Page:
Germany, Politics, and Lend-Lease
L ate September 1944 marked the end of Crowley's first year as foreign economic administrator, a time for reflection whatever the circumstances. But its punctuation by the president's letter on Germany gave him special reason to look both behind and ahead. In the year past, he had been criticized publicly more often than in his previous ten years in Washington -- unfairly it would seem. Lend-lease was extended and new appropriations obtained, critics of other economic warfare programs were no longer heard, and the FEA was consolidated and reorganized. As for the agency's second year, the outlines were clear. Crowley foresaw problems involved in the extension of lend-lease flowing from Morgenthau's promises and the approaching end of the European war. And he saw another problem stemming from the president's letter ordering the FEA to "accelerate" its planning to control Germany's future warmaking power. The press said, "It's Now Leo Crowley's 'baby,'" but he knew he would not have a free hand. Finally, that fall he hoped to contribute in some manner to the president's reelection campaign.1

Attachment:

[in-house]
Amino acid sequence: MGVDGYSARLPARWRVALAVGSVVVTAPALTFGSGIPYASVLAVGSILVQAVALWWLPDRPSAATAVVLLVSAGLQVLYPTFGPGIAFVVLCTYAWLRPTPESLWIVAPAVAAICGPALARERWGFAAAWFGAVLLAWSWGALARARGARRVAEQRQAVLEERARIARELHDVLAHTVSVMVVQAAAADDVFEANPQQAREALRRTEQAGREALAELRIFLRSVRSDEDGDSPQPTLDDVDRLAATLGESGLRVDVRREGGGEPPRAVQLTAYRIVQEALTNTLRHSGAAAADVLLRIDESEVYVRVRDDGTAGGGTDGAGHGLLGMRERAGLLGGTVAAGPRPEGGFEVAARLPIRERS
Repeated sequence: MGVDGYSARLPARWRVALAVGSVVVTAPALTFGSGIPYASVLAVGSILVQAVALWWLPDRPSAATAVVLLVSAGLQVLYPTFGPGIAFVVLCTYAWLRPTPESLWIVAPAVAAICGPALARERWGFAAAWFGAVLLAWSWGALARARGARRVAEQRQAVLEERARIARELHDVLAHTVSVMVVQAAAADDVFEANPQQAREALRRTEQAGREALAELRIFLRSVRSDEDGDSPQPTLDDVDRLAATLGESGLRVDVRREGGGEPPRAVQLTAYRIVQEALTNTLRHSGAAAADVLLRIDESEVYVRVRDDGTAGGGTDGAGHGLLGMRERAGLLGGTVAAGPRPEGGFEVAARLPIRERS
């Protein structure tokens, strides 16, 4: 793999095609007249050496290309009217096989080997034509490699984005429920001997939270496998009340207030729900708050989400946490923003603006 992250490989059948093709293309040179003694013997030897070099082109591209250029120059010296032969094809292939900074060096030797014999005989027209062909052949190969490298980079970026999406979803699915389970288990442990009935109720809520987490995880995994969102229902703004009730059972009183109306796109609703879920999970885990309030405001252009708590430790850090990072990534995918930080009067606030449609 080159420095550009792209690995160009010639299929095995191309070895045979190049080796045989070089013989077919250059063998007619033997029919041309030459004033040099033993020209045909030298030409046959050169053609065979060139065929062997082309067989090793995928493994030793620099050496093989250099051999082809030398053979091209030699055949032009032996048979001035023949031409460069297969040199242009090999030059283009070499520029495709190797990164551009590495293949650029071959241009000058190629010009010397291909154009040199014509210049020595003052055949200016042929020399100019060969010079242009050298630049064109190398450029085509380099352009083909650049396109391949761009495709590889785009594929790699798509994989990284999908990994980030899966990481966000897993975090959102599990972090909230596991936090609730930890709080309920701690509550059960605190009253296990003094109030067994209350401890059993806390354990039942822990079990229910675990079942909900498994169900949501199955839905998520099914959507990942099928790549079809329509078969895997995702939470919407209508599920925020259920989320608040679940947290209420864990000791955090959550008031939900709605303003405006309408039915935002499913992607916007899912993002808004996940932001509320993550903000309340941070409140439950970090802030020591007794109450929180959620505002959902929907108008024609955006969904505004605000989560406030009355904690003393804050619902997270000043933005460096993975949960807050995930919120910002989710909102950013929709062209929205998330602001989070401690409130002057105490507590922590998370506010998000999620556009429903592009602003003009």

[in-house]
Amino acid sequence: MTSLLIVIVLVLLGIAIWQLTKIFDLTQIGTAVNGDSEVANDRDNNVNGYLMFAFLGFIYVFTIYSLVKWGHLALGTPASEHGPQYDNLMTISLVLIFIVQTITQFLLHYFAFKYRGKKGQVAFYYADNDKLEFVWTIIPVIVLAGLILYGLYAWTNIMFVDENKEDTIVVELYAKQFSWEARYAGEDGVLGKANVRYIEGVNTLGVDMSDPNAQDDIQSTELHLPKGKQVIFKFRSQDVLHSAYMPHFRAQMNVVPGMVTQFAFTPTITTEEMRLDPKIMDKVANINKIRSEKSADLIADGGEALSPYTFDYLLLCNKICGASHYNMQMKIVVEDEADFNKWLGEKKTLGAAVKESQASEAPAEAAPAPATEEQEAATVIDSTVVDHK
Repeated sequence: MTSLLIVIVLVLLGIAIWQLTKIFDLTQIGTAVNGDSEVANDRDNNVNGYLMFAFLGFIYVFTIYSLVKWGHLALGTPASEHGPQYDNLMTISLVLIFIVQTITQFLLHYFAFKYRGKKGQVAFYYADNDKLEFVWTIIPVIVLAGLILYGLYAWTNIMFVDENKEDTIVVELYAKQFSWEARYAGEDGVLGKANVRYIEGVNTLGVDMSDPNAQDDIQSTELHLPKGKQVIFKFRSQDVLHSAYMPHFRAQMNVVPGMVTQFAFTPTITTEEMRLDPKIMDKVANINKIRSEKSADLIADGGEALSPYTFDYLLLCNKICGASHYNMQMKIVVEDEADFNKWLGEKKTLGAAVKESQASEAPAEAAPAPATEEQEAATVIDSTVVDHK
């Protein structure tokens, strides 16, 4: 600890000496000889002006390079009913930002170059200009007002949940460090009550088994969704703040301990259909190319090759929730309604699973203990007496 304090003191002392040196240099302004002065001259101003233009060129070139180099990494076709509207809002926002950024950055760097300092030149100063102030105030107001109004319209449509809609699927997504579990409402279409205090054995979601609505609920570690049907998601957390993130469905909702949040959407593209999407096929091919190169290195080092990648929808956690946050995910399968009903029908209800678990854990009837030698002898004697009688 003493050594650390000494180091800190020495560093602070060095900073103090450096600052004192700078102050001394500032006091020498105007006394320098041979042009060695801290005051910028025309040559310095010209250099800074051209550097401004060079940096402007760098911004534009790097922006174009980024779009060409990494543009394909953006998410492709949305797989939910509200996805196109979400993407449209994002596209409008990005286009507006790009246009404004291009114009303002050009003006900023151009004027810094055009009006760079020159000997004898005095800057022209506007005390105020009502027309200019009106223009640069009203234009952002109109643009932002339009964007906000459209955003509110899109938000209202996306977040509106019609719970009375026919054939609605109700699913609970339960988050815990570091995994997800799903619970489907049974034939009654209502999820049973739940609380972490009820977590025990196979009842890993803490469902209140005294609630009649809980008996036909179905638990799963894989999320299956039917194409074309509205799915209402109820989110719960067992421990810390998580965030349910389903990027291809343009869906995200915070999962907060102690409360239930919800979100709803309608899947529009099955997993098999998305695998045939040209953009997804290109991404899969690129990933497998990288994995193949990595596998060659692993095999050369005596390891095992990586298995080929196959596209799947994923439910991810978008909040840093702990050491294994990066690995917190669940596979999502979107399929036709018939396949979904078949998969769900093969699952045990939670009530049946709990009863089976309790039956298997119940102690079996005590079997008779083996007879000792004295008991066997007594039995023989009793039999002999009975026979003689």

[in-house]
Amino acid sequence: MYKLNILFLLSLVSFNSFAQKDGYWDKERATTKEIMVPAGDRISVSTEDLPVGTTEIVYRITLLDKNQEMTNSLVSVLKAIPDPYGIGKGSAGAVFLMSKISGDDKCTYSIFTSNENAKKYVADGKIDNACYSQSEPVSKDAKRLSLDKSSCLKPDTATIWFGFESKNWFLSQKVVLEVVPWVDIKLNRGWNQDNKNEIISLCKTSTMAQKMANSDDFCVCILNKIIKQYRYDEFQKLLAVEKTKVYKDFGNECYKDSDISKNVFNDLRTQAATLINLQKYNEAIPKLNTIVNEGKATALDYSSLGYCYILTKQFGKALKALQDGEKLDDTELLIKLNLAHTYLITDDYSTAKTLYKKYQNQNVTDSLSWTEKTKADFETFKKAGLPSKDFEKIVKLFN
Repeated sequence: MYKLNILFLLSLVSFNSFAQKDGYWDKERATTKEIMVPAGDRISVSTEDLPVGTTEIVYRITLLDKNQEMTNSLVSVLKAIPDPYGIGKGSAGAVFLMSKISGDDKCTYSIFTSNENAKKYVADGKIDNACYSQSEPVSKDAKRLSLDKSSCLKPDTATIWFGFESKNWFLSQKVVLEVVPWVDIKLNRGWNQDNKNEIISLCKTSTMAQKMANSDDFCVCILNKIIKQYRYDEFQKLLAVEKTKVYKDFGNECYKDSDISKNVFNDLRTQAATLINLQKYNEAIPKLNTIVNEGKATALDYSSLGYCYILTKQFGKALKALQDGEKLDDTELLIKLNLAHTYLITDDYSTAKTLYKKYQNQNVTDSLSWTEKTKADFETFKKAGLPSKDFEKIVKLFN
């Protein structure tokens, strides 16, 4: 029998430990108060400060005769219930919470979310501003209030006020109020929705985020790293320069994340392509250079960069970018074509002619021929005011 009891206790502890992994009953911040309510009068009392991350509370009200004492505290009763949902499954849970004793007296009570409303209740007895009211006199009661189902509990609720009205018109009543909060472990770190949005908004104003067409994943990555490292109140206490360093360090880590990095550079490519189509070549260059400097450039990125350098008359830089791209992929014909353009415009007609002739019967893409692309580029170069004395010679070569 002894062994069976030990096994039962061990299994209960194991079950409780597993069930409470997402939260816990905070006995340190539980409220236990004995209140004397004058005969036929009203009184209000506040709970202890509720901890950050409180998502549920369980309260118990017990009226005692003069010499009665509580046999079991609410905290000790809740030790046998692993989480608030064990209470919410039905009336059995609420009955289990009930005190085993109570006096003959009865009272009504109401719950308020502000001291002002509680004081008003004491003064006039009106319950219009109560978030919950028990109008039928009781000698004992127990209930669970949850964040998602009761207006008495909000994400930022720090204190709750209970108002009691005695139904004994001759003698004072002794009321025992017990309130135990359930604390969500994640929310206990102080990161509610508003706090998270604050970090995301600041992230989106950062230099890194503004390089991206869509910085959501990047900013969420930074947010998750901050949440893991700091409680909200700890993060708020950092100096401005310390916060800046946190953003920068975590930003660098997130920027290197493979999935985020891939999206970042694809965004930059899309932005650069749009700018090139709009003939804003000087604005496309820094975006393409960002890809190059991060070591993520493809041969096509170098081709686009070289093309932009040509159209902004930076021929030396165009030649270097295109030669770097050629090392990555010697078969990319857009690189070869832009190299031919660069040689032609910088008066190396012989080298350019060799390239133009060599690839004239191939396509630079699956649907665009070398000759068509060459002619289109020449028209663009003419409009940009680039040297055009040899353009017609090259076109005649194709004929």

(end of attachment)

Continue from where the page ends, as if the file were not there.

The highly public manner in which the president told the FEA to "accelerate" its planning for Germany and his phrasing, "under the guidance of the State Department," leave little doubt that he was backing away from Treasury Secretary Morgenthau's harsh plan. But the FEA's German Working Committee, formed in August to flesh out the ECEFP's policy of August 4, was uncertain what that meant for its work: there was no "authoritative direction."
Crowley could not provide it. Shortly after Quebec, the president had written him that the "German people must feel defeat"; then came his letter of September 29; and, after that, a statement in mid-Oc-